CC BY-NC-ND 4.0 · Indian Journal of Neurotrauma
DOI: 10.1055/s-0040-1717218
Case Report

Posttraumatic Carotid Cavernous Fistula–A Rare Case

Amit Dahiya
1  Department of Neurosurgery, Sri Aurobindo Institute of Medical Science, Indore, India
,
Sumit Dahiya
1  Department of Neurosurgery, Sri Aurobindo Institute of Medical Science, Indore, India
,
Suresh Kumar S.
1  Department of Neurosurgery, Sri Aurobindo Institute of Medical Science, Indore, India
,
Shrikant V Rege
1  Department of Neurosurgery, Sri Aurobindo Institute of Medical Science, Indore, India
,
Gaurav Jatav
1  Department of Neurosurgery, Sri Aurobindo Institute of Medical Science, Indore, India
,
Krishna Chaitanya
1  Department of Neurosurgery, Sri Aurobindo Institute of Medical Science, Indore, India
,
Sandeep Varma
1  Department of Neurosurgery, Sri Aurobindo Institute of Medical Science, Indore, India
› Author Affiliations
 

Abstract

Carotid cavernous fistula (CCF) is a specific type of dural arteriovenous (AV) fistula characterized by abnormal AV shunting within the cavernous sinus. The authors present a case of a 17-year-old young male who encountered a road traffic accident while driving a car, with a history of flipping of cars multiple times. The patient was unconscious with symmetrical bilateral (B/L) pupils and with Glasgow coma scale (GCS) score of 3. There was no history of seizures or vomiting.


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Introduction

Carotid cavernous fistula (CCF) is a specific type of dural arteriovenous (AV) fistula characterized by abnormal AV shunting within the cavernous sinus, which results in high-pressure arterial blood entering low pressure venous cavernous sinus; thus, interfering with normal venous drainage patterns and compromising blood flow within the cavernous sinus and the orbit.[1] We present a case of CCF as a sequela of closed head injury.


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Case Report

A 17-year-old male presented to the emergency department after being referred from an outside hospital with a history of road traffic accident while driving a car and a history of flipping of cars multiple times. The patient was intubated with symmetrical bilateral (B/L) pupils and a Glasgow coma scale (GCS) score of 3. There was no history of seizures or vomiting. Initially, CT scan of the brain, performed in the emergency department, revealed left frontotemporoparietal acute SDH (subdural hematoma), right frontal bone fracture, bilateral maxillary fracture with hemosinus, and skull base fracture with bilateral nasal bone fracture ([Figs. 1] [2] [3] [4]). The patient was managed conservatively with antiepileptics, antibiotics, analgesics and dehydration therapy. Tracheostomy and open reduction internal fixation (ORIF) (B/L maxillary) were done. The patient was gradually taken off from ventilator, shifted to ward and discharged. The patient was kept on regular follow-up. Follow-up repeat CT was done after 6 months which showed dilated and tortuous superior ophthalmic vein ([Fig. 5]).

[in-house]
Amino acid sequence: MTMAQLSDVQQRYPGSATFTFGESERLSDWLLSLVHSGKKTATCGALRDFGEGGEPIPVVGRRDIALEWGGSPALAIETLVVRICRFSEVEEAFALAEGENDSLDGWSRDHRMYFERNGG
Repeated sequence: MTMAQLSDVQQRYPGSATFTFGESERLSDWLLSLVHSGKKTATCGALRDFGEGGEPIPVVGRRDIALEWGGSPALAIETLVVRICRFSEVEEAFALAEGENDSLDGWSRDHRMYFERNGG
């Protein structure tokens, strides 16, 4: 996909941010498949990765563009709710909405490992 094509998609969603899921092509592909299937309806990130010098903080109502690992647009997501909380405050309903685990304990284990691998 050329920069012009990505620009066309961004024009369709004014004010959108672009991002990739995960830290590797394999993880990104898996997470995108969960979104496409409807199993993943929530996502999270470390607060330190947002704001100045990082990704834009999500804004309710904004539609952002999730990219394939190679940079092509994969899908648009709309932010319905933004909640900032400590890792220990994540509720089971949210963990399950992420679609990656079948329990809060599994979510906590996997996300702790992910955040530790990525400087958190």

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Fig. 1 Plain CT brain showing left frontotemporoparietal (FTP) acute subdural hematoma (SDH).
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Fig. 2 Plain CT showing right frontal bone fracture and right orbital fracture.
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Fig. 3 Bilateral maxillary fracture with hemosinus.
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Fig. 4 Resolving left frontotemporoparietal (FTP) subdural hematoma (SDH) with diffuse brain edema.
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Fig. 5 Dilated and tortuous superior ophthalmic vein.

On examination, exophthalmos was present on right side ([Fig. 6]); however, the patient was not having any visual disturbance. There was no blurring of vision, conjunctival chemosis, and cranial nerve palsy. The patient was not having any headache or ocular pain, and there was no bruit on auscultation. CT angiogram was done and showed a fistulous communication between the right intracavernous internal carotid artery (ICA) (at lateral wall) and cavernous sinus (CS). Right cavernous sinus was enlarged. Right sphenoparietal sinus, superficial middle cerebral vein, and superior ophthalmic vein were enlarged and tortuous ([Figs. 7] [8])

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Fig. 6 Exophthalmos present on right side.